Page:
I have lived in Kuala Lumpur for over 50 years, and I can attest that Kuala Lumpur is one of the cities with the best street food in the world.
Kuala Lumpur is a melting pot of culinary cultures from Malay, Indian, and Chinese to Eurasian. There is a flavor for everybody, from savory to sweet delicacy, from curry to soup noodles.
This article will focus on the best street food in Kuala Lumpur and highlight some best hawkers which I have tried.
Not just sightseeing, savoring the street food is a must!
Kuala Lumpur has a diverse culinary history, and so does its street food. From the mouthwatering satay to nasi lemak, from the sweet cendol and savory roti canai, there is something for everyone to enjoy.
I have owned and worked professionally in the kitchen of my restaurant for the past two decades and fully understand that everyone has his preference for food. As a result, I will not specify which store and restaurants are the best. Instead, I will suggest the stores and restaurants I like for your reference. Please refer to the suggestions I have added in this article after listing the 15 best street food in Kuala Lumpur.
Here are the fifteen handpicked local street food for you.
1. Roti Canai
Roti canai is the local version of parata. It is a type of flatbread that is popular for breakfast, dinner, and as snacks. It is made by rolling out a dough made from flour, yeast, and ghee into a thin sheet and then folding it several times skillfully to trap air between the layers.
The dough is then flattened and cooked on a griddle until it is crispy and golden brown.
Roti canai is often served with curry sauce or dhal, a staple breakfast for the KL folks.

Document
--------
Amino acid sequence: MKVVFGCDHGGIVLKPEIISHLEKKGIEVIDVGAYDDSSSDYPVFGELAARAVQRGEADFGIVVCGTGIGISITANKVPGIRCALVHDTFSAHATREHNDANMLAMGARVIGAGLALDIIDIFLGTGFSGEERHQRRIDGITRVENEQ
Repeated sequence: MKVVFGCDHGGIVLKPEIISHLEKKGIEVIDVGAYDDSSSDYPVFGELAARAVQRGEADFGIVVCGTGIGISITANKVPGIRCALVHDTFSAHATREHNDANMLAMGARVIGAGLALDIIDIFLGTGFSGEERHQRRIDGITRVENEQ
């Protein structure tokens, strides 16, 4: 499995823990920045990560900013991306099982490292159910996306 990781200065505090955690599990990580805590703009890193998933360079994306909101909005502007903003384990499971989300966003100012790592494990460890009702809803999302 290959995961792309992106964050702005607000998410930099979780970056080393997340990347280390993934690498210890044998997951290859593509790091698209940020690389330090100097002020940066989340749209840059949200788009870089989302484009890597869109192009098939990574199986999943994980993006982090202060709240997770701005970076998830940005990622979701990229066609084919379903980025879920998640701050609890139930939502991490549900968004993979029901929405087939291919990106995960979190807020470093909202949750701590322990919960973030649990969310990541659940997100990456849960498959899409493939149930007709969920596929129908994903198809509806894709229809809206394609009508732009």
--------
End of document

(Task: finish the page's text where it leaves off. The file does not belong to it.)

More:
There are a few different ways that roti canai can be served. The most common variation is to add an egg before folding it to create the egg version of roti canai called Roti Telur.
The usual way to serve Roti Canai is to put curry sauce on the side. However, some locals ask the hawker to tear it into small pieces and drench them in the curry. Either way, it is delicious when served right from the griddle.
2. Hokkien Mee
Kim Lian Kee is a popular restaurant chain in Malaysia known for its Hokkien mee, a noodle dish prepared with thick yellow noodles cooked with shrimp, squid, pork, and vegetables.
The noodles are stir-fried over high heat with a sauce mainly comprised of dark soy sauce. It is a staple, especially among the Chinese community, in which crispy pork crackles are added as primary ingredients.
The original Hokkien Mee is prepared with lard. They are also a Halal version free from pork crackles and lard to cater to those looking for pork-free street food.
Satay is the famous street food from Kajang, a small town about 20 minutes drive from Kuala Lumpur. Due to the proximity, there are now lots of good quality satay available in Kuala Lumpur.
Satay is marinated chicken or beef on the skewer and grilled over a charcoal fire. It is typically served with a spicy peanut sauce for dipping and is often accompanied by rice cake (ketupat), cucumber slices, and raw onions.
Malaysian satay is different from Indonesian and Thai satay. The main difference is the type of marinade used and the composition of the dipping sauce. Therefore, it is worth trying even though you have tried satay in other countries.
4. Nasi Lemak
Nasi lemak is the most popular Malaysian rice dish. It is prepared with thick coconut milk, onion, ginger, fenugreek, and pandan leaves.
The rice flavor is unique due to the flavor of the coconut milk and the aroma of from pandan leaves.
Nasi lemak is served with fried anchovies, peanuts, hard-boiled eggs, sliced cucumber, and sambal, a spicy chili sauce. It is accompanied by chicken curry and beef rendang and is popular for breakfast. Nevertheless, you can also enjoy it for lunch at various stores and restaurants.
Cendol is a dessert everyone likes. It is shaved ice topped with little worm-like green noodles made with rice flour and sweetened with palm sugar. Lastly, the freshly pressed coconut milk gives the ultimate boost to the flavor.